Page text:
Is it a bap/ barm/ bread roll/ bun/ bread cake/ cob/ muffin/ batch or a teacake?

Is this one a cuppa/ a brew/ builder’s tea or a simple cup of tea?  Do you have it at any time of the day or with your elevenses? Or with ‘afternoon tea’?  Oh, and while we’re about it, what’s a ‘cream tea’?

So which words do you use where you live?  I was born in South Africa and upon arrival in London with my husband, 23 years ago, the word ‘tea’ was the one we battled with most.  We had made new friends who had also moved recently to London from North England. We invited them over for tea one afternoon (a cup of tea and maybe a biscuit!) and when they arrived, they brought with them a gift of a bottle of wine. As the afternoon progressed into evening it slowly dawned on us that they were expecting dinner, especially when they asked if they could help us prepare the meal…. We had copious cups of tea but no tea!

Years later as our children were born and were growing up, they were invited on playdates.  I was confused again as they were invited home after school for ‘tea’ – I wondered what that meant! A cup of tea and cake?’ No, they got a spag bog!

Our eldest has recently gone to Glasgow for uni (which, by the way, South Africans call ‘varsity’) where, I discovered, they eat ‘scran’ (food) and everything is ‘a wee’ something or other.

My sister-in-law married a Northern Irishman and in their house they use ‘bog rolls’ in the bathroom and they cook with ‘scallions’ (onions), about which some would say ‘that’s boggin!’ (that’s bad!).  And rather than someone asking her to ‘remind me’ to do something I might forget to do otherwise, they say ‘remember me’.

Our Directors here at 2:19 have recently moved to Birmingham and despite obstacles that come with a move and building works, it is all ‘bostien’! They are hoping that builders won’t go ‘all around the wrekin’ when discussing what needs fixing!  The Brummies must get to the point! They also ‘borrow you’ things instead of ‘lending them’?!  And a colleague at 2:19 is based in Sheffield but thank goodness he is not a ‘mardy’ character!

What’s going on here?

Words like ‘dialect’, ‘pronunciation’ and ‘accent’ are bandied about in the ESL world but what are the actual differences?  A dialect is a language variety distinguished from other varieties by differences in grammar and vocabulary, e.g. a ‘bread cake’ is what people in Sheffield call what those in the south of England call ‘bread roll’ and ‘tea’ may be ‘dinner’ for some, depending in which region you live.  Some say ‘them cars’ instead of ‘those cars’…An accent on the other hand is when there are variations in pronunciation, e.g. southern and northern versions of the vowel sound in ‘castle’ or some Scottish versions of ‘house’.  What’s happening in all the above is local dialect and accent affecting both the terms we use and the way we pronounce them. And, this is only in UK, and doesn’t even include the rest of the English-speaking world and their dialects!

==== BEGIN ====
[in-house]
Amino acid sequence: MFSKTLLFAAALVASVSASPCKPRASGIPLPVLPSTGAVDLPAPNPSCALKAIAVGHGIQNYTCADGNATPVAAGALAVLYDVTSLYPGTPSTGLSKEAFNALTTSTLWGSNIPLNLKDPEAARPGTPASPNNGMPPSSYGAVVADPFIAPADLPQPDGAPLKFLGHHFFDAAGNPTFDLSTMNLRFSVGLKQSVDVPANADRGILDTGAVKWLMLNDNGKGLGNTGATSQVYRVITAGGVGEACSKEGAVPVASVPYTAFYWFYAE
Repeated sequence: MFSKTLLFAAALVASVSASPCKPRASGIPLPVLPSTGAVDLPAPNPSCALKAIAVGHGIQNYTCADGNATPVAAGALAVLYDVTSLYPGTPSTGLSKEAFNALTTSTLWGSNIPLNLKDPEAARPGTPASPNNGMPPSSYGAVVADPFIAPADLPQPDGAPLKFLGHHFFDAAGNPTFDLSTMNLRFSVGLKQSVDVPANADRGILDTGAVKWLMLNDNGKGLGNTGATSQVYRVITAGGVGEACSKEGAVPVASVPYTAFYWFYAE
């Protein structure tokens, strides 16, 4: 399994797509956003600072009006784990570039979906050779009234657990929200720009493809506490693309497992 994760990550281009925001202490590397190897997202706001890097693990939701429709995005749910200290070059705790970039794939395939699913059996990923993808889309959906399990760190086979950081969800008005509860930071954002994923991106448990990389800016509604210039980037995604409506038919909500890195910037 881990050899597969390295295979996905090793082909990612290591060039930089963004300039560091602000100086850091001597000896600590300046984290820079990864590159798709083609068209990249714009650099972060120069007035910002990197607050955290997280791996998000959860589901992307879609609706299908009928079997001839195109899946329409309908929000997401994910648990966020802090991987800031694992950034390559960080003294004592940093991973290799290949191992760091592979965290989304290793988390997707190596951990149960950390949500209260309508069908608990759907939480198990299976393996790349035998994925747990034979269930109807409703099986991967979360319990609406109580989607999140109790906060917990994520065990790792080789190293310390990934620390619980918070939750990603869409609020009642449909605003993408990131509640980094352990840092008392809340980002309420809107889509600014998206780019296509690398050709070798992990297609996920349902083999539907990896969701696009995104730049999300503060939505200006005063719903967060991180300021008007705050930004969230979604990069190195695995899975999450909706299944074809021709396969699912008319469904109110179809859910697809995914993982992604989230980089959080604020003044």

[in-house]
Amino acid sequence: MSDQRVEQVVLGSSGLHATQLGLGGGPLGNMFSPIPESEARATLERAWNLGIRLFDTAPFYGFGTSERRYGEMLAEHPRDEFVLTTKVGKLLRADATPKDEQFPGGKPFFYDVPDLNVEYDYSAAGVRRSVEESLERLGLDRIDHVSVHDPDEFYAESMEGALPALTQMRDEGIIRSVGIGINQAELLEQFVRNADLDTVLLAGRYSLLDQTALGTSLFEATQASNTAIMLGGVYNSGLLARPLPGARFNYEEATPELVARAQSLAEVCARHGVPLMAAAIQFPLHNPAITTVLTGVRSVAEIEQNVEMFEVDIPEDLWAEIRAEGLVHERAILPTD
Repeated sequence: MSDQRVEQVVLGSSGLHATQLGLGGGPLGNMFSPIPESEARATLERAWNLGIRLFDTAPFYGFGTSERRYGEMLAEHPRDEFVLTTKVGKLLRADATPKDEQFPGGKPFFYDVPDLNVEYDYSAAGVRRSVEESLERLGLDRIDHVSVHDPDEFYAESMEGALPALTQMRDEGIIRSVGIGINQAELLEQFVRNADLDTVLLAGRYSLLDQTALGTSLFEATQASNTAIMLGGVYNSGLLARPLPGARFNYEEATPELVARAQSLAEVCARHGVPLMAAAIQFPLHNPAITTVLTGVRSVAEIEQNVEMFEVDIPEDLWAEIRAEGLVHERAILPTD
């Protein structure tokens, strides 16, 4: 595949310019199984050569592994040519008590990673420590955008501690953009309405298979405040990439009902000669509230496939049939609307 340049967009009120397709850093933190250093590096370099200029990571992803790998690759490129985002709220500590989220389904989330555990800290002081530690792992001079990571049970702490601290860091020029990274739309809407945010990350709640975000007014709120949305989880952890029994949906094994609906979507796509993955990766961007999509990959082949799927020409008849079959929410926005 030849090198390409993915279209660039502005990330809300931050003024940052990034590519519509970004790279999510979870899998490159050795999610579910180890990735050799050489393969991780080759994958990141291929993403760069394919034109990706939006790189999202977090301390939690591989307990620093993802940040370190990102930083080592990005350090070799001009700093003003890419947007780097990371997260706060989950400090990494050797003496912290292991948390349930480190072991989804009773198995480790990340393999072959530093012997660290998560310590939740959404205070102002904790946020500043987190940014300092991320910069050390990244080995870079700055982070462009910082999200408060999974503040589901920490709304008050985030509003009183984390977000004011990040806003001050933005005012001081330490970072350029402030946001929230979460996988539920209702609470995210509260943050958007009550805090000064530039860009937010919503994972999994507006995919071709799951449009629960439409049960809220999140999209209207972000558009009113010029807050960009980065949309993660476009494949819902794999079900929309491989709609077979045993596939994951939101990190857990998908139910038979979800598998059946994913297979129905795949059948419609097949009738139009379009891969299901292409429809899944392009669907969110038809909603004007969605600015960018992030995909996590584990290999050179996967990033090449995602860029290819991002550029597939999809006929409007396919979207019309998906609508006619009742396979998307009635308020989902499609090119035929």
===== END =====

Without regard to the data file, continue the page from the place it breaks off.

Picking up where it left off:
What about our students?

At a recent online webinar I attended organised by NATECLA[1], the bread roll offered up many variations amongst the attendees as it did for clothes dryers, trousers and trainers too!  It seems that learning English in the classroom does not always prepare one for what is heard in real life!  Learners can become disheartened when the English they hear on the street bears no resemblance to what they have been learning in the classroom.  Knowing the local dialect, especially transactional vocabulary, helps in social integration.

Jan Benz and Graeme Edwards, the speakers on the webinar, were both from the Liverpool area and clearly Scouse!  One day they took their learners out and about town and the learners began to ask a lot of questions about what they were hearing in the supermarket as they purchased meal deals, as well as when they were in the marketplace.  One learner asked, ‘why does everybody love me here teacher?’  (The word ‘love’ was being tagged on to the end of every sentence, irrespective of who was speaking or who was being spoken to; used as a common term of endearment).  What Jan and Graeme realised was that what was being taught in the classroom was not necessarily preparing their learners for real life situations.

There is not much research in the UK on teaching dialects in the ESL classroom but Jan and Graeme were determined to help their learners in their specific environment.   They decided they would prepare their learners better before an outing, and concentrate on the language they would be hearing. E.g, they pre-taught them the phrase, ’Is right la’. In the local Scouse dialect of Liverpool this means ‘Yes! Super! / I’m liking it!’ (La = Lad.)  This is what their learners were hearing every day around them.

There can be prejudices associated with various dialects so what do we teach our students?

Should English teachers be introducing local dialect or/the use of non-standard English in the classroom, or emphasise standard English? Standard English is defined by The Oxford English Dictionary as ‘the form of the English language widely accepted as the usual correct form’.  British linguist, David Crystal[2], says, “We need both street grammar and classroom grammar, if we want to handle all the situations that life throws at us.”